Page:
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The Rape of Nanking: The Forgotten Holocaust of World War IIby Iris Chang
Synopses & Reviews
In December 1937, the Japanese army swept into the ancient city of Nanking. Within weeks, more than 300,000 Chinese civilians were systematically raped, tortured, and murdered — a death toll exceeding that of the atomic blasts of Hiroshima and Nagasaki combined. Using extensive interviews with survivors and newly discovered documents, Iris Chang has written what will surely be the definitive history of this horrifying episode.
The Rape of Nanking tells the story from three perspectives: of the Japanese soldiers who performed it, of the Chinese civilians who endured it, and of a group of Europeans and Americans who refused to abandon the city and were able to create a safety zone that saved almost 300,000 Chinese. Among these was the Nazi John Rabe, an unlikely hero whom Chang calls the Oskar Schindler of China and who worked tirelessly to protect the innocent and publicize the horror. More than just narrating the details of an orgy of violence, The Rape of Nanking analyzes the militaristic culture that fostered in the Japanese soldiers a total disregard for human life. Finally, it tells the appalling story: about how the advent of the Cold War led to a concerted effort on the part of the West and even the Chinese to stifle open discussion of this atrocity. Indeed, Chang characterizes this conspiracy of silence, that persists to this day, as a second rape.
Book News Annotation:
When the Japanese took over the Chinese city of Nanking in late 1937, they instituted a reign of terror and unspeakable violence, torturing and killing 300,000 Chinese civilians and soldiers in the span of mere weeks, and raping untold numbers of women and forcing them into military prostitution. A handful of Westerners in the city established The Nanking Safety Zone, which included a hospital for victims. Based on primary documents and interviews with survivors, this account integrates the perspectives of the Japanese, the Chinese, and Westerners. Author Chang also discusses the extended silence on the episode, in both China and the West, during the Cold War. The book includes historical b&w photos. This paperback reprint of the 1997 edition contains a new epilogue by the author's widower, which clears up some of the myths and misunderstandings about the author's life, career, mental illness, and suicide. The book was a New York Times bestseller and has been translated into 15 languages. Annotation ©2012 Book News, Inc., Portland, OR (booknews.com)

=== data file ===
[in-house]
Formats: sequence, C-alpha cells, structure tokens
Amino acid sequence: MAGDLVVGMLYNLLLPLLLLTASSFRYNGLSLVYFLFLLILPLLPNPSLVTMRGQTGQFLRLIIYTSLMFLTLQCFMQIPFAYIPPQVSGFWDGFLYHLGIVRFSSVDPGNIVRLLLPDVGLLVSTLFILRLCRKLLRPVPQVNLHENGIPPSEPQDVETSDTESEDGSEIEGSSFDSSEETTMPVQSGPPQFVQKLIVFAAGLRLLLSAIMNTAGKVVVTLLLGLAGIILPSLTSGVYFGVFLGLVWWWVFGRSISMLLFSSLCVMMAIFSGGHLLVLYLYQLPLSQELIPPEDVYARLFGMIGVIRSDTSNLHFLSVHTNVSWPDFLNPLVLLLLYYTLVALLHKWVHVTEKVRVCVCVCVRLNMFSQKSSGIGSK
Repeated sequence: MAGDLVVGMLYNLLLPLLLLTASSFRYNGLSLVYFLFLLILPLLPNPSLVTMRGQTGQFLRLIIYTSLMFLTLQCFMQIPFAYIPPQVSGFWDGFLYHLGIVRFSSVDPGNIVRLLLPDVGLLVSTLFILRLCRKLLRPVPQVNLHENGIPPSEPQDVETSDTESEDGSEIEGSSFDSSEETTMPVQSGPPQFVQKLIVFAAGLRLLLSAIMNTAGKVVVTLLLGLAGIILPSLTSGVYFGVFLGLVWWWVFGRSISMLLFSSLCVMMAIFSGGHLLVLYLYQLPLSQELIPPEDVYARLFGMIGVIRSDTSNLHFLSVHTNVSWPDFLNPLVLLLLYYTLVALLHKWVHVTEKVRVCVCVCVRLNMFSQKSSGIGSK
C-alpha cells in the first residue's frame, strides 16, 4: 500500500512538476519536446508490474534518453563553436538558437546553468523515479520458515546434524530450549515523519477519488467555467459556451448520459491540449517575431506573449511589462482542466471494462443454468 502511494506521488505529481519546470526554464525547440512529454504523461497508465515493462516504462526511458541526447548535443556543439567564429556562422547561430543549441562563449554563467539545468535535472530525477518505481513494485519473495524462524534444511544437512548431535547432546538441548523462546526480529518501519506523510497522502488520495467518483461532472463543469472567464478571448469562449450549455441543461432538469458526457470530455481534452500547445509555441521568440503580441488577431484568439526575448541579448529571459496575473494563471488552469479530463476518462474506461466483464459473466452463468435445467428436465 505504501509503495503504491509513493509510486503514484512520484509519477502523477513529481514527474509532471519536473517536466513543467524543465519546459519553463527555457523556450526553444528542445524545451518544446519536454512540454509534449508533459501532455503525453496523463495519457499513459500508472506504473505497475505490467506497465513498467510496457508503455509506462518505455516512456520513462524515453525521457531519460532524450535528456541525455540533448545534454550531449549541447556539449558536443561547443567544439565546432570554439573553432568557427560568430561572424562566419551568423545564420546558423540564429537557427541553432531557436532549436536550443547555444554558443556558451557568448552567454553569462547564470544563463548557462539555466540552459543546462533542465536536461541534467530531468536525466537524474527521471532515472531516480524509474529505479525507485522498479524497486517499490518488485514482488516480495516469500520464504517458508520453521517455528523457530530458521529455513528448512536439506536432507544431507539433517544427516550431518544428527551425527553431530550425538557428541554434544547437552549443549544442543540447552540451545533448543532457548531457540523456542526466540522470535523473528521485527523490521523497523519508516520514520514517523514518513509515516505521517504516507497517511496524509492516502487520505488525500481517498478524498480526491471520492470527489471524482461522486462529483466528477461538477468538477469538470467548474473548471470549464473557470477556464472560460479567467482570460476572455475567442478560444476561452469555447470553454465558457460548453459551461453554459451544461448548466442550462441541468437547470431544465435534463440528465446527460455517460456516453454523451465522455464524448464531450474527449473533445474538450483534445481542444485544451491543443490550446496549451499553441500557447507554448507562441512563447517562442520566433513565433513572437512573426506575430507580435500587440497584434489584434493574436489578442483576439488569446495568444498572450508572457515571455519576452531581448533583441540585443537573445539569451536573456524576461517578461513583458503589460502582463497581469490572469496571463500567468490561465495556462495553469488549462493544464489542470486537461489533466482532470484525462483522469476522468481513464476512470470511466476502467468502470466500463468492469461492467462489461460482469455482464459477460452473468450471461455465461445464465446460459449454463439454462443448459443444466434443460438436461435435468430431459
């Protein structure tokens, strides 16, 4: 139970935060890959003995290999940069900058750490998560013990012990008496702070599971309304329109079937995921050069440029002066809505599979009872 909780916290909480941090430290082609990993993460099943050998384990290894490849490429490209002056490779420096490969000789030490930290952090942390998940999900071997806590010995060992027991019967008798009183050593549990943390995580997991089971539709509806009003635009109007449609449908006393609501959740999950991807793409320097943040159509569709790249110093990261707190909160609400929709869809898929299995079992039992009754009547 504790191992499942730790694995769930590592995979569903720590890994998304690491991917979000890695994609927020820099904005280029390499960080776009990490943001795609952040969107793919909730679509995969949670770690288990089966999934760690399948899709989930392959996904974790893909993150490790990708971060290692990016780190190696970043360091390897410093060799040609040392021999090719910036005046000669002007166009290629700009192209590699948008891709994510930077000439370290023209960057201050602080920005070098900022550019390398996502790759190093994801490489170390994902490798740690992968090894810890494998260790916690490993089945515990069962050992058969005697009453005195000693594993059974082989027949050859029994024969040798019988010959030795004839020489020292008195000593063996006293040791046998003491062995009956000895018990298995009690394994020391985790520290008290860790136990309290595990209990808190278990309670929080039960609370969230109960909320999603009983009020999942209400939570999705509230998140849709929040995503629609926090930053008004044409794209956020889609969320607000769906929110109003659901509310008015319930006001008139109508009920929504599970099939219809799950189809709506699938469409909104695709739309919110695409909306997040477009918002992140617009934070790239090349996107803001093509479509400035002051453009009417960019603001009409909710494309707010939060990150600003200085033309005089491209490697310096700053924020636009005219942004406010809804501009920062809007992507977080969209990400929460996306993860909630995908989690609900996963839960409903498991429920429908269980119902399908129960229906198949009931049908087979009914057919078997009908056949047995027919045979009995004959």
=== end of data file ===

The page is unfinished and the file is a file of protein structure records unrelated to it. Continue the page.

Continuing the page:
This "New York Times" national bestseller recounts the forgotten story of the brutal massacre of 300,000 Chinese civilians by the Japanese army. "Anyone interested in the relation between war, self-righteousness, and the human spirit will find "The Rape of Nanking" of fundamental importance".--Ross Terrill, author of "China in Our Time". of photos.
"In December 1937, in what was then the capital of China, one of the most brutal massacres in the long annals of wartime barbarity occurred. The Japanese army swept into the ancient city of Nanking (Na"
In December 1937, the Japanese army swept into the ancient city of Nanking. Within weeks, more than 300,000 Chinese civilians and soldiers were systematically raped, tortured, and murdered—a death toll exceeding that of the atomic blasts of Hiroshima and Nagasaki combined. Using extensive interviews with survivors and newly discovered documents, Iris Chang has written the definitive history of this horrifying episode.
About the Author
Iris Chang lived and worked in California. She was a journalism graduate of the University of Illinois at Urbana and worked briefly as a reporter in Chicago before winning a graduate fellowship to the writing seminars program at The Johns Hopkins University. Her first book, Thread of the Silkworm (the story of Tsien Hsue-shen, father of the People’s Republic of China’s missile program) received world-wide critical acclaim. She is the recipient of the John T. and Catherine D. MacArthur Foundation’s Program on Peace and International Cooperation award, as well as major grants from the National Science Foundation, the Pacific Cultural Foundation, and the Harry Truman Library. She passed away in 2004.
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